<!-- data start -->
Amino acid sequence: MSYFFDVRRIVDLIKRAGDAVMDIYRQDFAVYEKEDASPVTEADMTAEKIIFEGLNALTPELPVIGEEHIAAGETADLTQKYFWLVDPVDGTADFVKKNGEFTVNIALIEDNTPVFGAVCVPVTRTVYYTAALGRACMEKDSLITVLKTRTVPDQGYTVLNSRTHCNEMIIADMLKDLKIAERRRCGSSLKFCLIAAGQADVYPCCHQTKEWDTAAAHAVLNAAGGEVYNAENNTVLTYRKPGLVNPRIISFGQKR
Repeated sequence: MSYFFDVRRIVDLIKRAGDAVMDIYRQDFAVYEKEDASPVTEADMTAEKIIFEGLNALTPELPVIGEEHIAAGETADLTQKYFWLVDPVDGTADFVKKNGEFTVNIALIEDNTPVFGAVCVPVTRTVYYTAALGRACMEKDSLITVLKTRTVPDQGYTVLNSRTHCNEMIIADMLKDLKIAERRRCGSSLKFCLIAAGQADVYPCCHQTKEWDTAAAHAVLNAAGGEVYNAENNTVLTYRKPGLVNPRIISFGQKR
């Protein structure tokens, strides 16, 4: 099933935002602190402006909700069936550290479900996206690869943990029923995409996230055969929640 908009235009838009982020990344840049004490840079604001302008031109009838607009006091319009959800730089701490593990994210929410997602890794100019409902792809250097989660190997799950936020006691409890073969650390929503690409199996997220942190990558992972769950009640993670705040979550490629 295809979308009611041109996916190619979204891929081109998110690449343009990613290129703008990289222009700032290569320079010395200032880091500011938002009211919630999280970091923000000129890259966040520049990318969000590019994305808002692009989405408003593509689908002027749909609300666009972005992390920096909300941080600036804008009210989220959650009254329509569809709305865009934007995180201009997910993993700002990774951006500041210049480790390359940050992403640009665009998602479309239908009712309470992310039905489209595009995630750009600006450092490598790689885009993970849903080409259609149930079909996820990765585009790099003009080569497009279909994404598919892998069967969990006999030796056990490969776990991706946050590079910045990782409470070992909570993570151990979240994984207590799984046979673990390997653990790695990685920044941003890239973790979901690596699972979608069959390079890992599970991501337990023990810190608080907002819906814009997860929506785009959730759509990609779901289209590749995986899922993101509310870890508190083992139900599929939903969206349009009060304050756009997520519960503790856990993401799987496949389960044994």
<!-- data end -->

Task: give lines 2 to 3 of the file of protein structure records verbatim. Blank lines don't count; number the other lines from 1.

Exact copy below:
Repeated sequence: MSYFFDVRRIVDLIKRAGDAVMDIYRQDFAVYEKEDASPVTEADMTAEKIIFEGLNALTPELPVIGEEHIAAGETADLTQKYFWLVDPVDGTADFVKKNGEFTVNIALIEDNTPVFGAVCVPVTRTVYYTAALGRACMEKDSLITVLKTRTVPDQGYTVLNSRTHCNEMIIADMLKDLKIAERRRCGSSLKFCLIAAGQADVYPCCHQTKEWDTAAAHAVLNAAGGEVYNAENNTVLTYRKPGLVNPRIISFGQKR
């Protein structure tokens, strides 16, 4: 099933935002602190402006909700069936550290479900996206690869943990029923995409996230055969929640 908009235009838009982020990344840049004490840079604001302008031109009838607009006091319009959800730089701490593990994210929410997602890794100019409902792809250097989660190997799950936020006691409890073969650390929503690409199996997220942190990558992972769950009640993670705040979550490629 295809979308009611041109996916190619979204891929081109998110690449343009990613290129703008990289222009700032290569320079010395200032880091500011938002009211919630999280970091923000000129890259966040520049990318969000590019994305808002692009989405408003593509689908002027749909609300666009972005992390920096909300941080600036804008009210989220959650009254329509569809709305865009934007995180201009997910993993700002990774951006500041210049480790390359940050992403640009665009998602479309239908009712309470992310039905489209595009995630750009600006450092490598790689885009993970849903080409259609149930079909996820990765585009790099003009080569497009279909994404598919892998069967969990006999030796056990490969776990991706946050590079910045990782409470070992909570993570151990979240994984207590799984046979673990390997653990790695990685920044941003890239973790979901690596699972979608069959390079890992599970991501337990023990810190608080907002819906814009997860929506785009959730759509990609779901289209590749995986899922993101509310870890508190083992139900599929939903969206349009009060304050756009997520519960503790856990993401799987496949389960044994």